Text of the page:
Thursday, April 8, 2010

Cleveland - Where the Fun Never Stops

So we wait to see what happens in Maricopa County now that Joe no longer has his lapdog Andy Thomas handy. What, you didn't know Thomas resigned as County Attorney so he could run for state Attorney General?
Arpaio said he was not surprised by Thomas' resignation, though he admitted that his departure could jeopardize the prosecution of illegal immigrants in Maricopa County.

"I still have the authority to arrest people," Arpaio said. "We'll see if they prosecute them."

Arizona law says the County Supervisors appoint Andy's successor, but he wants the Governor to make the pick. Who draws the short straw may go some toward answering Joe's question.

Meanwhile Adam Stoddard waits to find out whether he'll have to ask Joe to pay his fine or he'll have to write 500 times, "I will no longer read privileged attorney-client communications when I might get caught."

Up in Connecticut, Steve Hayes has decided not to ask the state to assist him in a suicide attempt, which moots for the time being the question of whether his lawyers' obligation is to assist him in the endeavor or intervene to prevent their client from getting his wish. So the trial can proceed - actually jury selection. The trial is scheduled in the fall.

Then there's Juneau County, Wisconsin where District Attorney Scott Southworth sent a letter warning school boards that he stands ready and willing to prosecute teachers who obey the state law and teach sex education including instruction in contraception. Further, he warns that since the ACLU will be monitoring compliance with the law, teachers should consult counsel.*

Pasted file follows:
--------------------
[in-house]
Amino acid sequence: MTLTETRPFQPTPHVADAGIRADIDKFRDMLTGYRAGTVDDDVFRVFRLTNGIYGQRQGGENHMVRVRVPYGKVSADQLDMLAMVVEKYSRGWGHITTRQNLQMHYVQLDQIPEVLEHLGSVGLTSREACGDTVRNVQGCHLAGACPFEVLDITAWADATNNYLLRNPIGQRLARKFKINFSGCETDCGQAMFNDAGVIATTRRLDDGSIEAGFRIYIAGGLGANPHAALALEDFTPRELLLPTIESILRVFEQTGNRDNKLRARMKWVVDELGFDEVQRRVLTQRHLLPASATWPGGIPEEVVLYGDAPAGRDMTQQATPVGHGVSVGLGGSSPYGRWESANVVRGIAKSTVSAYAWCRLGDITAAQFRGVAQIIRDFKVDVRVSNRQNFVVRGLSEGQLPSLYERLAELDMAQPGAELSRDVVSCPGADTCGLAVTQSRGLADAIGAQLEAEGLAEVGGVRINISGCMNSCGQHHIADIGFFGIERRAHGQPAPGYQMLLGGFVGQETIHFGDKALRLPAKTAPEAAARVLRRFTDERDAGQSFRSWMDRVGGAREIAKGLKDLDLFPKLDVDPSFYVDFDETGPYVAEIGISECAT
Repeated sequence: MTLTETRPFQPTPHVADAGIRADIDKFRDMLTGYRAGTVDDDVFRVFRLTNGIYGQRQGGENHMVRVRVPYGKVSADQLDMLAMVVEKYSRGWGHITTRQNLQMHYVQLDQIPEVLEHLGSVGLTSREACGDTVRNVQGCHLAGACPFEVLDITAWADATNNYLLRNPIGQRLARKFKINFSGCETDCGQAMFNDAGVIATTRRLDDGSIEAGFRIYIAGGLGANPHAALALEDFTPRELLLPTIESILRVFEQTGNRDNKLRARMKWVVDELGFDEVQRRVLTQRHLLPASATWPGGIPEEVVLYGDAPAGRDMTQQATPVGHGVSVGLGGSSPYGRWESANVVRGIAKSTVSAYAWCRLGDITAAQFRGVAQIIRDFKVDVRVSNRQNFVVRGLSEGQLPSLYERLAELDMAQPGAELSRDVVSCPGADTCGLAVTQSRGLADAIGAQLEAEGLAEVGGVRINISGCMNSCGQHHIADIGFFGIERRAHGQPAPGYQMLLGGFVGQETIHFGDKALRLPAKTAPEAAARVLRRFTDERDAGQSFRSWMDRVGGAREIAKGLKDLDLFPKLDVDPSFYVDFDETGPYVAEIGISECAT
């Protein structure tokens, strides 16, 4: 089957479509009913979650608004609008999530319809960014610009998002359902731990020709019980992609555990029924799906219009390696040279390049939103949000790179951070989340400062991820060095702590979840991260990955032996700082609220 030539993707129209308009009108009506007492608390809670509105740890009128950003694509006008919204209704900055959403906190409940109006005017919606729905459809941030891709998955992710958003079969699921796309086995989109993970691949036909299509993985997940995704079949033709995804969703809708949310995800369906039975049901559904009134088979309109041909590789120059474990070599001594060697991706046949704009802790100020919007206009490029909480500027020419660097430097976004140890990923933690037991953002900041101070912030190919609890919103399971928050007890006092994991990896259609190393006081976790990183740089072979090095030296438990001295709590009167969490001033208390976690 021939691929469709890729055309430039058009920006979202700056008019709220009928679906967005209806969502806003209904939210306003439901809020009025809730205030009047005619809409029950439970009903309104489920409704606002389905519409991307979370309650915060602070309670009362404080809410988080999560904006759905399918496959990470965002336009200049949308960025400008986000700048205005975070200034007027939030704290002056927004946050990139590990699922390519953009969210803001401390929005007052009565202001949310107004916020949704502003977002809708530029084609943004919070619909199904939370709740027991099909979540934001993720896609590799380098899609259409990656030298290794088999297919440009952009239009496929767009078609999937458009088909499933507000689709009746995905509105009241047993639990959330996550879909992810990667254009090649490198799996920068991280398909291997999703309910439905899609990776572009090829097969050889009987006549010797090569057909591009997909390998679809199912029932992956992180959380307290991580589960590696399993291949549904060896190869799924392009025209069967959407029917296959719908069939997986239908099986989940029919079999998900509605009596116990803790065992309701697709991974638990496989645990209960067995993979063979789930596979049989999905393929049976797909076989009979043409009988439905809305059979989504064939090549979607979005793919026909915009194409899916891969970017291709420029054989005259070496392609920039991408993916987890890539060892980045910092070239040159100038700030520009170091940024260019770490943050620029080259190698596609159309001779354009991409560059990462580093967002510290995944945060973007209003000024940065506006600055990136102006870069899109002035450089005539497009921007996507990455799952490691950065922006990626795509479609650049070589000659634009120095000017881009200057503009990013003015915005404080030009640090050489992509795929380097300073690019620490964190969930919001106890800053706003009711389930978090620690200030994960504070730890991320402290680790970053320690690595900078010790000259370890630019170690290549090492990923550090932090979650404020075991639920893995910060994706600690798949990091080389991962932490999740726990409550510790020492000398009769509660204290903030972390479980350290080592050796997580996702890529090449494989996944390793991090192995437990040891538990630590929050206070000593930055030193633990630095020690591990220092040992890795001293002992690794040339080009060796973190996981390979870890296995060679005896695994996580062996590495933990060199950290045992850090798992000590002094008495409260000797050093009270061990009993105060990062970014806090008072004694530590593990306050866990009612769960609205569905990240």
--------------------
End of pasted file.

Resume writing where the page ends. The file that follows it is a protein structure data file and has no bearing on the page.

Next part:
So with that set of constitutional crises on hold for the moment, and with another week yet before

So let us drop in again on the ever curious happenings in and around the common pleas courtroom of Judge Shirley Strickland Saffold, Cuyahoga County, Ohio. You remember her.

She's the one who, back in 1995, was lecturing a woman who'd entered a guilty plea credit card fraud as part of an effort to find a good man. From the bench, in open court, Saffold told the woman:
Men are easy. You can go sit at the bus stop, put on a short skirt, cross your legs and pick up 25. Ten of them will give you their money. It's the truth. If you don't pick up the first 10, then all you got to do is open your legs a little bit and cross them at the bottom and then they'll stop.

But I just retell that story because, well, because I can't resist. What's relevant about her now is that she's the judge (at least for the moment) to whom Anthony Sowell's death penalty case has been assigned. And she's the judge who, it turns out, holds the AOL account from which "lawmiss" posts comments to news stories, including those about cases of hers, on the website of the Cleveland Plain Dealer. Saffold, you'll recall, denied that she did the posting. It was all the work of her daughter Sydney, she (and Sydney) said.

To which I, for reasons, that may be apparent a few paragraphs from now, say merely, "No comment."

Anyway, there have been, as they say, developments.

First, she's been asked to recuse herself from the Sowell case. In fact, she's being asked to recuse herself from every case in which Rufus Sims is counsel. As the Plain Dealer reports: